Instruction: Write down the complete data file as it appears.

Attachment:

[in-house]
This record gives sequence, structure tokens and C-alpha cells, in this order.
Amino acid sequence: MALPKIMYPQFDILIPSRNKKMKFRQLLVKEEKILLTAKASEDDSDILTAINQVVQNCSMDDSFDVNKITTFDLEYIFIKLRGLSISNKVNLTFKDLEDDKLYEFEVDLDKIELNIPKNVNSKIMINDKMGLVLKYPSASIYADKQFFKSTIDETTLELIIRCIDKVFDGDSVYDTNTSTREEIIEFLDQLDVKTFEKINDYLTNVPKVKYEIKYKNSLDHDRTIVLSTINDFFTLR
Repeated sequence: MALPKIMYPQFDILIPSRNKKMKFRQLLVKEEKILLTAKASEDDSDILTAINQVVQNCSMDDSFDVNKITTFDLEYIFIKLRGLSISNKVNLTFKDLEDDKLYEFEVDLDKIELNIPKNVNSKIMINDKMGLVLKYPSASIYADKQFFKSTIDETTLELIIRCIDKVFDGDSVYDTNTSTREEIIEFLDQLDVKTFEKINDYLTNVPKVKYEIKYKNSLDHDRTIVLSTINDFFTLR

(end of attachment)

[in-house]
This record gives sequence, structure tokens and C-alpha cells, in this order.
Amino acid sequence: MALPKIMYPQFDILIPSRNKKMKFRQLLVKEEKILLTAKASEDDSDILTAINQVVQNCSMDDSFDVNKITTFDLEYIFIKLRGLSISNKVNLTFKDLEDDKLYEFEVDLDKIELNIPKNVNSKIMINDKMGLVLKYPSASIYADKQFFKSTIDETTLELIIRCIDKVFDGDSVYDTNTSTREEIIEFLDQLDVKTFEKINDYLTNVPKVKYEIKYKNSLDHDRTIVLSTINDFFTLR
Repeated sequence: MALPKIMYPQFDILIPSRNKKMKFRQLLVKEEKILLTAKASEDDSDILTAINQVVQNCSMDDSFDVNKITTFDLEYIFIKLRGLSISNKVNLTFKDLEDDKLYEFEVDLDKIELNIPKNVNSKIMINDKMGLVLKYPSASIYADKQFFKSTIDETTLELIIRCIDKVFDGDSVYDTNTSTREEIIEFLDQLDVKTFEKINDYLTNVPKVKYEIKYKNSLDHDRTIVLSTINDFFTLR